In a supplementary analysis, socio-demographic and behavioural predictors of egocentric and community sexual network structures will be ascertained. Potential risk factors under consideration are: race, gender, proximity to city centre, education level, socio-economic status, age, religion, and alcohol and drug use at first intercourse. Confirmed risk factors will be added to the models as confounders in the primary analyses and adjusted associations for age-disparity, concurrency and HIV status at the individual and cluster level will be calculated.

Sample size calculations

For an alpha level of 5%, a design effect of 2.0 (effect of clustered data rather than independent random sample) and a prevalence of HIV infection of 15%, with the width of the 95% confidence interval at 6% (i.e. +/-3%), 1089 study participants with HIV test results are needed. Building a 10% margin for inconsistent and incomplete data, we will aim to administer the survey to 1200 study participants for whom HIV test results are available. Additionally, we will include 300 study participants (20% of the total sample) who did not opt for HIV testing, to investigate whether non-universal consent for HIV testing may have introduced selection bias.


This study will describe age-disparity and sexual connectedness in disadvantaged communities around Cape Town, South Africa. These aspects of sexual networks appear to be important for the spread of HIV, yet their complex patterns and the way in which they are driving HIV transmission are insufficiently understood. One of the fundamental challenges to understanding the role of sexual network structure in the spread of HIV is obtaining valid sexual history data. We intend to address this challenge by using a survey design that attempts to minimize social desirability bias and maximize confidentiality.
Specifically, we created a mobile office space where participants are free to answer questions away from their homes, where they often encounter many familial disruptions and potential eavesdroppers that could influence how they answer questions about their sexual behaviours. Secondly, we decided to use ACASI methods, which have successfully been used in previous sexual behaviour surveys to reduce social desirability bias. This bias is introduced when participants are intimidated by the researchers or fieldwork assistants and experience pressure to provide socially accepted answers, not necessarily in line with the truth. Studies comparing ACASI methods with face-to-face interviews, suggest that participants are more likely to report high-risk sexual behaviours while using the ACASI [2731].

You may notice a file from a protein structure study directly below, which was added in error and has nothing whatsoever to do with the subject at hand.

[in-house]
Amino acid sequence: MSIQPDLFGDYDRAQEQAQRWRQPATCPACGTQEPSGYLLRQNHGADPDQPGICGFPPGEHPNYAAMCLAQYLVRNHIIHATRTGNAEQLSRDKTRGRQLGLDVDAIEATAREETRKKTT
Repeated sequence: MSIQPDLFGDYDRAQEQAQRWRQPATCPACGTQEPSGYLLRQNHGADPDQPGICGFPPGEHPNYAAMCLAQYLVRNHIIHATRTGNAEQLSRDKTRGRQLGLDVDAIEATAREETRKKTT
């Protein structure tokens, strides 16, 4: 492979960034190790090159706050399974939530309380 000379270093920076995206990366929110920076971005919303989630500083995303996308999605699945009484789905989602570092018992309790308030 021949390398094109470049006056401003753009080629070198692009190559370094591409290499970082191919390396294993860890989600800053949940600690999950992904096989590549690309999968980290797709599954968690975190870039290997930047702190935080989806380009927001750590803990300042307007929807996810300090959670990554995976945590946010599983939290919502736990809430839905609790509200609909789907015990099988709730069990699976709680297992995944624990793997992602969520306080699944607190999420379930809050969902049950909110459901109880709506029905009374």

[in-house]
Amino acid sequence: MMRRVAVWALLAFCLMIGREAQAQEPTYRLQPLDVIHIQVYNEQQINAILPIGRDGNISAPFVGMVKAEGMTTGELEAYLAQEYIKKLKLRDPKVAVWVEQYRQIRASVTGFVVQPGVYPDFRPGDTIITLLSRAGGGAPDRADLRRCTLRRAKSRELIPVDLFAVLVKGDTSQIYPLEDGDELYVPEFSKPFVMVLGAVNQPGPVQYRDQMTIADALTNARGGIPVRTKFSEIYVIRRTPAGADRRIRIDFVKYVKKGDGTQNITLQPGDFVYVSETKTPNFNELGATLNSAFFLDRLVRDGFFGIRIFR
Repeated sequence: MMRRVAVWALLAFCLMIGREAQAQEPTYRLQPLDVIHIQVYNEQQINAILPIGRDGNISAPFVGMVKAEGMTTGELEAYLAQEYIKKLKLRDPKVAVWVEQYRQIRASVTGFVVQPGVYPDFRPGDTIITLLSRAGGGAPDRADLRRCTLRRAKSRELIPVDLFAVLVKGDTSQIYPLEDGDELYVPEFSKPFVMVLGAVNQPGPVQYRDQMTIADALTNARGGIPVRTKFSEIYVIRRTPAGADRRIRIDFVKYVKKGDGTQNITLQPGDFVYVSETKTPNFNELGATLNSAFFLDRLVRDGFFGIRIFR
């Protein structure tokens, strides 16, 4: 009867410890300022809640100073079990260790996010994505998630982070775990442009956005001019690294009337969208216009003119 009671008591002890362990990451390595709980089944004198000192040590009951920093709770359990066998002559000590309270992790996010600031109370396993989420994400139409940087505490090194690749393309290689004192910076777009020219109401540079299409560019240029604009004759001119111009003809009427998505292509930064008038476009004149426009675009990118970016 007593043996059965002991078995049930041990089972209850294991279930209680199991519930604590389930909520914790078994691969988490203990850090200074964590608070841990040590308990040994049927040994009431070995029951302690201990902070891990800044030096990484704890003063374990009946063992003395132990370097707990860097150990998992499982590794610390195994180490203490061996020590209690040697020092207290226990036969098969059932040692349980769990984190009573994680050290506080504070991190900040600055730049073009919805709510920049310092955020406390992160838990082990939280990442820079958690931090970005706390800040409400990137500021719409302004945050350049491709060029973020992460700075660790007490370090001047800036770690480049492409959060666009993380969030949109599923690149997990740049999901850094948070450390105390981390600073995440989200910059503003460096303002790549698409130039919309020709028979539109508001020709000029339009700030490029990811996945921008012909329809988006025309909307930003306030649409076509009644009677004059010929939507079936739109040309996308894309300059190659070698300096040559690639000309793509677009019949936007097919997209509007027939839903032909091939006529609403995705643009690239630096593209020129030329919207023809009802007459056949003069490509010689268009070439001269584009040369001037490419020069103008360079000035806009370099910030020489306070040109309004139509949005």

In addition to this, our study will also attempt to curb recall bias about certain sexual partners and behaviours. Events History Calendar (EHC) methods have the potential to unlock autobiographical memory better than traditional survey methods [32] because they facilitate the recollection of complex life history data [33] and they supply a constant visual cue that enhances a participant's ability to precisely recall timing of events [32, 34].
This survey will expand the body of knowledge on sexual and behavioural determinants of HIV infection, with special focus on the role of age disparity and sexual connectedness. Since the population impact of an HIV prevention method does not only depend on its intrinsic efficacy, but also on the structure of the sexual network in which it is introduced, our study hopes to contribute to the development of appropriate HIV preventative strategies that take the local sexual network structure into account.


This study is funded by the Flemish Scientific Research Fund (FWO) and the Flemish Interuniversity Council (VLIR).

Competing interests

The authors declare that they have no competing interests.

Authors' contributions

WD, AW, ED, NB and MT were responsible for the conceptual design of the study. All authors participated in revisions to the study design and approved the final study design. RB and WD were involved in drafting of the manuscript, all other authors were involved in overall revision of the manuscript. All authors are involved in the implementation of the project, and have read and approved the final manuscript.